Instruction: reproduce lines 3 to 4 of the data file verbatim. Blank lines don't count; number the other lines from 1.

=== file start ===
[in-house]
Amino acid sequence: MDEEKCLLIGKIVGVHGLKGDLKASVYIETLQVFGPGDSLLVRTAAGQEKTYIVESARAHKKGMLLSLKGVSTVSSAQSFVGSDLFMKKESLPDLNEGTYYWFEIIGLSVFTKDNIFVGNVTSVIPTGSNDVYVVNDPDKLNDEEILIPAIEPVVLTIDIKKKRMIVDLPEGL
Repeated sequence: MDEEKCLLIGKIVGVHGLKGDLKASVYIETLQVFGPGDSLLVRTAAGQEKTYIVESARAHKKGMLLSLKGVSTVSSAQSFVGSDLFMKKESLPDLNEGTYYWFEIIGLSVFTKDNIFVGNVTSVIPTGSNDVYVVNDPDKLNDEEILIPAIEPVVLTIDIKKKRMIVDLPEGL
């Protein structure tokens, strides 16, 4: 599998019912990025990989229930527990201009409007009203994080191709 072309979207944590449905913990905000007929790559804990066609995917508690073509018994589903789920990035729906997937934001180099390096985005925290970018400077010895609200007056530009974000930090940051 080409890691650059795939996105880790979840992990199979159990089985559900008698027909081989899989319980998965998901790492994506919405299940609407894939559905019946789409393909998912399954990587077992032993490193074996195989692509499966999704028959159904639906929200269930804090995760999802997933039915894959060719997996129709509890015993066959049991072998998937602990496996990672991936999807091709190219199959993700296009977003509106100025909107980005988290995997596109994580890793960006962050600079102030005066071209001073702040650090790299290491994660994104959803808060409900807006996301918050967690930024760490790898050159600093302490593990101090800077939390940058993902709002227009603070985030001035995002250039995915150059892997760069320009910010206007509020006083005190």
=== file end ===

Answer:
Repeated sequence: MDEEKCLLIGKIVGVHGLKGDLKASVYIETLQVFGPGDSLLVRTAAGQEKTYIVESARAHKKGMLLSLKGVSTVSSAQSFVGSDLFMKKESLPDLNEGTYYWFEIIGLSVFTKDNIFVGNVTSVIPTGSNDVYVVNDPDKLNDEEILIPAIEPVVLTIDIKKKRMIVDLPEGL
């Protein structure tokens, strides 16, 4: 599998019912990025990989229930527990201009409007009203994080191709 072309979207944590449905913990905000007929790559804990066609995917508690073509018994589903789920990035729906997937934001180099390096985005925290970018400077010895609200007056530009974000930090940051 080409890691650059795939996105880790979840992990199979159990089985559900008698027909081989899989319980998965998901790492994506919405299940609407894939559905019946789409393909998912399954990587077992032993490193074996195989692509499966999704028959159904639906929200269930804090995760999802997933039915894959060719997996129709509890015993066959049991072998998937602990496996990672991936999807091709190219199959993700296009977003509106100025909107980005988290995997596109994580890793960006962050600079102030005066071209001073702040650090790299290491994660994104959803808060409900807006996301918050967690930024760490790898050159600093302490593990101090800077939390940058993902709002227009603070985030001035995002250039995915150059892997760069320009910010206007509020006083005190």